Public complaints against officers down
17 October 2019
AS THE Independent Office for Police Conduct (IOPC) releases its annual complaint statistics, the Police Federation hails them as a step in the right direction but cautions it will continue to closely monitor investigation times.
The IOPC has published figures on recorded complaints made by members of the public about the forces in England and Wales in 2018/19 – covering complaints about conduct of individual officers and how the force is run.
They revealed the number of complaint cases recorded has fallen from 31,671 in 2017/18 to 31,097 in 2018/19 – with more than half of forces also reducing the number of complaints they recorded.
Eight forces recorded over 20% fewer complaints than the previous year. However, four forces increased the number of complaints they recorded by more than 20%.
Subsequently allegations have also fallen from 61,238 to 58,478 - a 5% drop. The most commonly recorded allegation fell under the ‘other neglect or failure in duty’ category.
It is also the first time in a decade that more allegations were locally resolved than were investigated; underpinning the change of the police complaints system in 2010/12.
The proportion of locally resolved allegations is 48% - up from 42% the previous year, whilst those investigated have fallen from 44% to 40%.
Responding to the findings, Police Federation of England and Wales conduct and performance lead Phill Matthews, said, “On the whole this is a positive report; complaints and allegations against our members have fallen whilst there has been a shift over the past decade towards local resolutions and away from investigations depending on the seriousness of the allegation.
“Through local resolutions the matter can be cleared up quickly and directly with the complainant. Many complaints do not justify formal disciplinary or criminal proceedings, so this is an efficient way on ensuring officers aren’t dragged through lengthy and incredibly stressful investigations. But if an investigation is proportionate and necessary, it is reassuring to see forces are improving their investigation times”, he said.
The report cites a reduction in investigation times by forces with them now taking an average of 158 working days- down from 173 days. However, it fails to highlight IOPC investigation times.
Mr Matthews added, “On too many occasions officers have been dragged through IOPC investigations which have gone on for unacceptable amounts of time. All that effort and money are wasted pursuing cases in a disproportionate and untimely fashion.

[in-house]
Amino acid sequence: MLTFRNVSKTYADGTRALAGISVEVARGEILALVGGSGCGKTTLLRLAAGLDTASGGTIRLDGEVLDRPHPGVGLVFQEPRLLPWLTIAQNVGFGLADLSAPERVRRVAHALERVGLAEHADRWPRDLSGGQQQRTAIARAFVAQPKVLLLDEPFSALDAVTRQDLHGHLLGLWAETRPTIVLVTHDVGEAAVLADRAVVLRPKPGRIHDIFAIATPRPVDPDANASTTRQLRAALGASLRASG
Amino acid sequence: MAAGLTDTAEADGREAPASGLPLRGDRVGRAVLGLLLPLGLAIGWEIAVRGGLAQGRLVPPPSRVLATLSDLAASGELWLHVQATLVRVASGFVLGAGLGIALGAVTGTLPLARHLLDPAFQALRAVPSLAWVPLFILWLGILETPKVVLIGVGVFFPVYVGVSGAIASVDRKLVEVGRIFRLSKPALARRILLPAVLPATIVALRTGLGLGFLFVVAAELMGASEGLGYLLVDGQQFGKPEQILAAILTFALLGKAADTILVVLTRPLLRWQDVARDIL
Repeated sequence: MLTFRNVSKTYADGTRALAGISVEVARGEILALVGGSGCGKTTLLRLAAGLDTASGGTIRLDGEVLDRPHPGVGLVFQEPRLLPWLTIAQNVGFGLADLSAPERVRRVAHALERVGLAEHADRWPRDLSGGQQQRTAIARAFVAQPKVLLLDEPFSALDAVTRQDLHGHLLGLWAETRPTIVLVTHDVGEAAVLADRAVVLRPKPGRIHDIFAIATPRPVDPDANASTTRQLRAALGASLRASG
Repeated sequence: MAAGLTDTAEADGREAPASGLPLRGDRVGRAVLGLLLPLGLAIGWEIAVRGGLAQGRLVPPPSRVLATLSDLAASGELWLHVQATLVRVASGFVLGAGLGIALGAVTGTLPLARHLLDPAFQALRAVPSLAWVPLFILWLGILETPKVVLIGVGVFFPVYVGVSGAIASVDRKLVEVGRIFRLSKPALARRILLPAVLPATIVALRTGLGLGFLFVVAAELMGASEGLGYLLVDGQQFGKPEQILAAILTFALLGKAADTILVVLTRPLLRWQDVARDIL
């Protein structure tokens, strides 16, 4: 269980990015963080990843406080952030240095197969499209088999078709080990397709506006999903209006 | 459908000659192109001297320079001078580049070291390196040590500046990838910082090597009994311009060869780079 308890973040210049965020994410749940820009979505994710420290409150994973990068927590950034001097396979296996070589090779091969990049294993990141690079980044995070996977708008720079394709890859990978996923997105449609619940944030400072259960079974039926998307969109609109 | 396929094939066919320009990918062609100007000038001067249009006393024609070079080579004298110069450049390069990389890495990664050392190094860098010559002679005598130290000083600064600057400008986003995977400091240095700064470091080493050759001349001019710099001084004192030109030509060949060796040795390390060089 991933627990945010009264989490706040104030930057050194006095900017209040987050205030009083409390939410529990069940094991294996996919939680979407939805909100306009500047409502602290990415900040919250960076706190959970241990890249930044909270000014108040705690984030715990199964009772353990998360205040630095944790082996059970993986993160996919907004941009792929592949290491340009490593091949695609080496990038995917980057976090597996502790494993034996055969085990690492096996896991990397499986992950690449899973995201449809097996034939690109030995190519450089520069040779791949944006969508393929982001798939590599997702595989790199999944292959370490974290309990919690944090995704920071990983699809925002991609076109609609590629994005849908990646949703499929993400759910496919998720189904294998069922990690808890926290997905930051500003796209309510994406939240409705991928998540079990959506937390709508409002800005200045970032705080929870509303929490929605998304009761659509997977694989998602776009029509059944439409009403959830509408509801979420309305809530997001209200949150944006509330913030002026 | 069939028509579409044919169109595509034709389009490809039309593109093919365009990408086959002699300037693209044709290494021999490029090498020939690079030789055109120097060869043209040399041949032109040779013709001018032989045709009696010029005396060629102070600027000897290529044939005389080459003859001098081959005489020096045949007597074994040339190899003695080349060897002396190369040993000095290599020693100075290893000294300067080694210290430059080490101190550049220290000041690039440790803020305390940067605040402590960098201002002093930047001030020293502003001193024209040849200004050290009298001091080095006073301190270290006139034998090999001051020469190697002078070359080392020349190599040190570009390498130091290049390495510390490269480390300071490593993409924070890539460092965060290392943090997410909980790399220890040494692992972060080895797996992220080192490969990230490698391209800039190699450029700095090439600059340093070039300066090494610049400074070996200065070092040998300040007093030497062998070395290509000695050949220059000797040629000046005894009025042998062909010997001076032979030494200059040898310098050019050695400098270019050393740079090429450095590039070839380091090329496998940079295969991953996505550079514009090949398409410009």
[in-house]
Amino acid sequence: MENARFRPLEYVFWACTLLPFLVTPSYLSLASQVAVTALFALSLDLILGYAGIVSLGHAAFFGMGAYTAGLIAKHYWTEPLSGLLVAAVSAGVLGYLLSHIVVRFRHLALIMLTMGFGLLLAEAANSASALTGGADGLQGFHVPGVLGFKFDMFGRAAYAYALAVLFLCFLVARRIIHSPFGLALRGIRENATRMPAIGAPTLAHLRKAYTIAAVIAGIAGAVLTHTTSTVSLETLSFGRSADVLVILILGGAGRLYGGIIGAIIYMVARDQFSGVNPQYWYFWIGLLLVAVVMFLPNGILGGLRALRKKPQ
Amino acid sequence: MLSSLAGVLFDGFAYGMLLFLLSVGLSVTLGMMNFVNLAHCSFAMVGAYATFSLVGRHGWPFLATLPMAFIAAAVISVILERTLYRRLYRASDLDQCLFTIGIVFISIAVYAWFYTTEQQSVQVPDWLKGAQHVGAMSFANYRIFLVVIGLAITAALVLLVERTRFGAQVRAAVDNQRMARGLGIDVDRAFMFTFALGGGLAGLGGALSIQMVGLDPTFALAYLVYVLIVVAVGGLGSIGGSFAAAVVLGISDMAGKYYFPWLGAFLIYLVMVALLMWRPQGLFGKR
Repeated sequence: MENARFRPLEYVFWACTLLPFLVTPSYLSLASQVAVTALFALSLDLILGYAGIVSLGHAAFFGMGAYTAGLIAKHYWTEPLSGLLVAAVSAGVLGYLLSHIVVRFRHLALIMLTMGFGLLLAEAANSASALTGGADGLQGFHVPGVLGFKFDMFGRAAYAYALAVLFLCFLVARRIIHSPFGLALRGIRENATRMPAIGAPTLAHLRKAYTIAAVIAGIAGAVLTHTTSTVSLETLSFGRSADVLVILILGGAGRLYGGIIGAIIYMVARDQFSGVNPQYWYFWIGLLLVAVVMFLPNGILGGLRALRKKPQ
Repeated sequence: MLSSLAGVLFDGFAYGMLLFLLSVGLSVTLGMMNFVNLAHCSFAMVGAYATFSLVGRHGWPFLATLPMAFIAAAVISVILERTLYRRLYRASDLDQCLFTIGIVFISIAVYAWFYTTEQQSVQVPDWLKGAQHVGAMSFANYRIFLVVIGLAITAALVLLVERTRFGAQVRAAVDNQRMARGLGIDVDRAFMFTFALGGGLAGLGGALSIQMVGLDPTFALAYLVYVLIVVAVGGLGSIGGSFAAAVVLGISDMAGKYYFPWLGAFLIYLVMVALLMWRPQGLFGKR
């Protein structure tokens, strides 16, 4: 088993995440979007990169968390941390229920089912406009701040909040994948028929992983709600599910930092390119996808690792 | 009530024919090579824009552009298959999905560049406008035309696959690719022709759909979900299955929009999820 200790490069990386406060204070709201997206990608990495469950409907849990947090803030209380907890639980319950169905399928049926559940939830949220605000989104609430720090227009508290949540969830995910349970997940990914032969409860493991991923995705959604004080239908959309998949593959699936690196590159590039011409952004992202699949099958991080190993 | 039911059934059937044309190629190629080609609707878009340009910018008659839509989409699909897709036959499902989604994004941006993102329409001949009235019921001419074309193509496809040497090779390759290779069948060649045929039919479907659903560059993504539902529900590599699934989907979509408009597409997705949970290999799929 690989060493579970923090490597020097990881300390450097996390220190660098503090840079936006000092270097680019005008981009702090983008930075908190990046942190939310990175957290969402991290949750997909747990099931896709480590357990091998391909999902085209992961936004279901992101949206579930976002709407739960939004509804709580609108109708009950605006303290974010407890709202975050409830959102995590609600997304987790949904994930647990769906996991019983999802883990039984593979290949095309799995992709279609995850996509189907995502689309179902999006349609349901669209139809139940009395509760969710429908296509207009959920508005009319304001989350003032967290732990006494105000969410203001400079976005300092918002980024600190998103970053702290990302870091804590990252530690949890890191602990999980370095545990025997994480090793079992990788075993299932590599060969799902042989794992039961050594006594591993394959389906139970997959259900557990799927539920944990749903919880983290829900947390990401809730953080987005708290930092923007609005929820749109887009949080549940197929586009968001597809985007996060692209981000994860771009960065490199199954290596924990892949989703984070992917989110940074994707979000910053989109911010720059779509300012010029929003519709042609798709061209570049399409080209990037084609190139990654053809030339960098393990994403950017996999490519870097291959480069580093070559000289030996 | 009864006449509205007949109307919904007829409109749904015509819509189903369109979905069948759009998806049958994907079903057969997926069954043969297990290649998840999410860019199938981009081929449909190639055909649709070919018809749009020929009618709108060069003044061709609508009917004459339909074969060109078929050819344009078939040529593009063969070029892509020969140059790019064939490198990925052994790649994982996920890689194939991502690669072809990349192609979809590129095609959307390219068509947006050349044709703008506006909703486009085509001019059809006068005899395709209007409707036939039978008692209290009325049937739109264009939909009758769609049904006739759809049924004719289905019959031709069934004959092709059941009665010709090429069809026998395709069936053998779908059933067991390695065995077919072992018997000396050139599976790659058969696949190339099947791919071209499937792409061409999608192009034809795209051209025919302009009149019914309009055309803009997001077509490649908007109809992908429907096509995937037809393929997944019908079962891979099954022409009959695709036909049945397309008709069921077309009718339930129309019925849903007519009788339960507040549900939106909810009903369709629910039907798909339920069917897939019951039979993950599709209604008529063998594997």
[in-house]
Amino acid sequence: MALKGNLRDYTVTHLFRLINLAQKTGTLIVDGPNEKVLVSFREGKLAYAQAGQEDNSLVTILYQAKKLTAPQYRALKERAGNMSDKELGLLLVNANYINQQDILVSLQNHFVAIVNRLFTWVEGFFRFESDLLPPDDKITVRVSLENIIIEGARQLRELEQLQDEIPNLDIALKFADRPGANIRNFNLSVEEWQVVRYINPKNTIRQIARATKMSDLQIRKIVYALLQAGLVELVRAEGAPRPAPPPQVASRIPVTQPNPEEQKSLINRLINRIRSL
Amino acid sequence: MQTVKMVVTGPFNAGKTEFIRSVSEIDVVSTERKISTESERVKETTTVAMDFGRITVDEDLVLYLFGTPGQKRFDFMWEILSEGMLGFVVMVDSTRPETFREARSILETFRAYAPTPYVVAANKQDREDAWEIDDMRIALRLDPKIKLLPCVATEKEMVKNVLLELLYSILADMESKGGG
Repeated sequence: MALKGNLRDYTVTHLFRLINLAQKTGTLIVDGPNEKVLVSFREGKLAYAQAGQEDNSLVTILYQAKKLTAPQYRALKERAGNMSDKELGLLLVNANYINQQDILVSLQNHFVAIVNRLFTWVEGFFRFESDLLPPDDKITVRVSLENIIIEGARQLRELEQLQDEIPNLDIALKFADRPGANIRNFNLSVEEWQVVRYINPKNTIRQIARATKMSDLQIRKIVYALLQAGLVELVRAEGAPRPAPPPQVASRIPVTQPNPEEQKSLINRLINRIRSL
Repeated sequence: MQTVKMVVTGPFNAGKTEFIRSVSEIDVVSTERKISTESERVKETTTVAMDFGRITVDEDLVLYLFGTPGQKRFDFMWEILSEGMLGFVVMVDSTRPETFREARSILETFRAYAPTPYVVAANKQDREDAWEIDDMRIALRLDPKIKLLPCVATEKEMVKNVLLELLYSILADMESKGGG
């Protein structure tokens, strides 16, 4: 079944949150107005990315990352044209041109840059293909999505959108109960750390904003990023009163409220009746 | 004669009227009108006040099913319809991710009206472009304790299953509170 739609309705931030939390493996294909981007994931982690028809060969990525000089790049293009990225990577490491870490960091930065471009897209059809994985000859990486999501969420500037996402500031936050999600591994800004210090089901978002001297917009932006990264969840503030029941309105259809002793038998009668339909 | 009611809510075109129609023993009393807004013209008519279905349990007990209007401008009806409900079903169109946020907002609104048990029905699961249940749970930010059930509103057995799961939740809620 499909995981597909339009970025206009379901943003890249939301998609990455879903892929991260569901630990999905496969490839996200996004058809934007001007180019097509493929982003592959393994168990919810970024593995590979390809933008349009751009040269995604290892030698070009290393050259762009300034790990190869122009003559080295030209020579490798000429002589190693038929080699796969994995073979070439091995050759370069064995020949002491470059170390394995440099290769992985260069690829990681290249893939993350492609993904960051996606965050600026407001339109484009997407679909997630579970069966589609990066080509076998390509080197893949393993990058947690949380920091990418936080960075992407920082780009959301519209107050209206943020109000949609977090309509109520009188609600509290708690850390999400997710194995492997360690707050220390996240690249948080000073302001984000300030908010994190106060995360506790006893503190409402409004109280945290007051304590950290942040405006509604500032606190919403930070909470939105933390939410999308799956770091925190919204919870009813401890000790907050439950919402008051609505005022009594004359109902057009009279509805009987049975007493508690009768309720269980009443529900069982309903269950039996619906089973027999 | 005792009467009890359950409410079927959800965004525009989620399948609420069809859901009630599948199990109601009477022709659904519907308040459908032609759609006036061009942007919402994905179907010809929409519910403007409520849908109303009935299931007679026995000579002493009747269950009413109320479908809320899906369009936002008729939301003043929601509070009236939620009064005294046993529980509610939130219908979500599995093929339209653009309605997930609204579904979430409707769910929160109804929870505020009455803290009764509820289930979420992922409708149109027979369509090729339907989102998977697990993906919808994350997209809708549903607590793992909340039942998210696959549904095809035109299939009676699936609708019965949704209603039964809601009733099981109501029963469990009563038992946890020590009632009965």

“This needlessly puts the officers concerned, and their families, through a protracted hell. In extreme cases officers have been prevented from retiring or left unable to move on with their lives or career. The impact on officers cannot be underestimated; it has a profound effect: mentally, physically and often financially, not just for themselves but also for the families they need to lean on.
“This does not happen in any other profession, which is why we are calling for an overhaul of the system to bring in a time limit of a year. If a case is worth progressing, then it should be done swiftly, for all involved. This is something we have been lobbying it about for many years.”
Out of the 21,764 allegations finalised by investigation – 10% were subject to special requirements -meaning during the investigation the investigator believed the officer had committed a criminal offence or behaved in a manner which justified the bringing of disciplinary proceedings. This is down from 13% the previous year.
And of the remaining investigated allegations not subject to special requirements (19,502), only 12% were upheld by forces once finalised.
He concluded, “All in all the report is a positive step in the right direction and although the IOPC fails to include its own investigation times - we believe the IOPC is trying to address this and we have seen some evidence of progress and I’m pleased it is now publicly acknowledging that its timeliness needs to improve.”